It’s been an interesting couple of years for Brit rock band, Don Broco. Since breaking on to the music scene way back in 2008, the band have massively developed and evolved their image, sound, and personalities.
Don Broco’s previous album Automatic, released back in 2015, explored more of a pop-tinged style. Finally on to their third album, the highly anticipated Technology completely personifies their musical journey that Don Broco has have endeavoured upon. No longer immature cocksure ‘cheeky chappies’ — which was apparent in their ‘Thug Workout’ days —, but rather more mature, with a much deeper, and darker, sound.
The album kicks off with title track ‘Technology’, which immediately throws you into the deep end of post-rock heartiness. Lead singer Rob Damianis’ voice never disappoints, with a rounded, deep, and sultry sound, that is almost irresistible. There’s something quite unique about his tone which keeps you listening and dying for more.
Moving onto ‘Stay Ignorant’ — released prior to the album — it again blasts you with fuzzy and dirty rock sounds. This trend continues with ‘T-Shirt Song’ which details about going to a gig and losing their shit at the last song.
“They’re saying there’s one song left, no time for no regrets, I take my t-shirt off, swing it around my head”
The album takes a slight shift in musical tone, moving towards a more techno, electronic vibe, for ‘Come Out to LA’, before hopping straight back in with ‘Pretty’, with its sexy yet sinister undertones, before dropping absolutely intoxicating heavy drops and riffs during the choruses. Damianis’ range contrasts from the wholesome growl in some parts, almost becoming a screamer, before switching effortlessly to higher pitches during the bridges.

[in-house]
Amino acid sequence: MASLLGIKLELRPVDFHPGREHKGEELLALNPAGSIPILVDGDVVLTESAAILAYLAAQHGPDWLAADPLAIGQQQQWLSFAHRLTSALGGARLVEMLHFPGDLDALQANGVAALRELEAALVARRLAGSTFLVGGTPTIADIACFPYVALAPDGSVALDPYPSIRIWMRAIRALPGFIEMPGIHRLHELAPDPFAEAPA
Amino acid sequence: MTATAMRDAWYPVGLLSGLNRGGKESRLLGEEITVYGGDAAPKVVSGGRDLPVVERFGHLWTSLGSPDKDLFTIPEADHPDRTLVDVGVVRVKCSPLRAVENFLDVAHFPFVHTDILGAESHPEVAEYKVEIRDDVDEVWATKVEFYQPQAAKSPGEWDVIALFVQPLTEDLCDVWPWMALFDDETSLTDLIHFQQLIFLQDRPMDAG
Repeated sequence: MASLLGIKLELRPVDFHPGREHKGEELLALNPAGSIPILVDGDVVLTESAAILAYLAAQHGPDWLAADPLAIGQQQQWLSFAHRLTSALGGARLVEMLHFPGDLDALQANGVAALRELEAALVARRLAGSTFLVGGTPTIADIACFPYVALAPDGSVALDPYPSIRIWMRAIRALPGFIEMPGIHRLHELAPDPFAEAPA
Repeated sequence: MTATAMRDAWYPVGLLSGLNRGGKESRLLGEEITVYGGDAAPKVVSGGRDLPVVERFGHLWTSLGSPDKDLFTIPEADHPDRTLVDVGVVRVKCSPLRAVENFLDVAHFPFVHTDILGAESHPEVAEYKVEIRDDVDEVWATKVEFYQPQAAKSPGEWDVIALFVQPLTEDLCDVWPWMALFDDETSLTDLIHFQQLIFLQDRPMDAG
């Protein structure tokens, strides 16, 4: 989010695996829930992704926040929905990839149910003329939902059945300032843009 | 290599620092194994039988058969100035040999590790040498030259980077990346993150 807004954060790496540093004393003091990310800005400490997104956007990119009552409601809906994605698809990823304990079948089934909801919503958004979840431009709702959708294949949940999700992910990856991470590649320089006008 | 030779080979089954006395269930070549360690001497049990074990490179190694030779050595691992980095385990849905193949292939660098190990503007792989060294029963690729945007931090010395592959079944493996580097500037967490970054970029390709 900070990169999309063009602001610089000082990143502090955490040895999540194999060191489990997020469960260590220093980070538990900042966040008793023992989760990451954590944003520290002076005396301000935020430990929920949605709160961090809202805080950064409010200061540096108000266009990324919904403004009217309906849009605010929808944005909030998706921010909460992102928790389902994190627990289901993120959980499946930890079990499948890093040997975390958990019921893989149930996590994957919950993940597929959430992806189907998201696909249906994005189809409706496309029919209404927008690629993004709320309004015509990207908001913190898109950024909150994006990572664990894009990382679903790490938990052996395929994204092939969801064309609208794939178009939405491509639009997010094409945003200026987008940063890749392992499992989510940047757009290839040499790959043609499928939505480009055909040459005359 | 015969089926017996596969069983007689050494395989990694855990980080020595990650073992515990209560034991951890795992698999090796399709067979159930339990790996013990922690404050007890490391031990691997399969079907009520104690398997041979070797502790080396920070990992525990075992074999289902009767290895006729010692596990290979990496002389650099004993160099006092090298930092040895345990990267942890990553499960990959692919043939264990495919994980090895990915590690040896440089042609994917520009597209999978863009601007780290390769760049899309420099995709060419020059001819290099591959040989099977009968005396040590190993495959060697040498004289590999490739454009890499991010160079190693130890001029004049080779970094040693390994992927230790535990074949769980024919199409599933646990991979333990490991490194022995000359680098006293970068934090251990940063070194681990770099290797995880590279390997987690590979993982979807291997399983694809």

‘Greatness’ almost feels like Don Broco is taking another shift, with a disco intro but almost straight away drag you back into their grungy sound which they’ve incorporated cleverly. ‘Porkies’, another stand out track for me, is probably about as heavy as it gets on the album. Similarly ‘Potty Mouth’ rolls out — surprisingly enough — all of the swear words left, right, and centre, this track plays around with distortion and makes it really exciting and fun to listen to.
‘Got to Be You’ and ‘Something to Drink’ feel like they’re going to reveal a lighter tone — to begin with, at least. This is certainly the case lyrically and vocally, and yet the tracks are still underlined with strong bass lines. At some points, these tracks remind me somewhat 30 Seconds to Mars.
Technology rolls out a mighty 16 tracks, each one sing-along worthy in their own way. From loving Don Broco’s first album, Priorities, to being undecided on Automatic, this new album has really been overwhelming in all aspects — in a good way.
Don Broco have managed to hold on to the cocksure attitude that makes us love them. Still singing about being young and reckless, and all of the issues that come along with that on the way.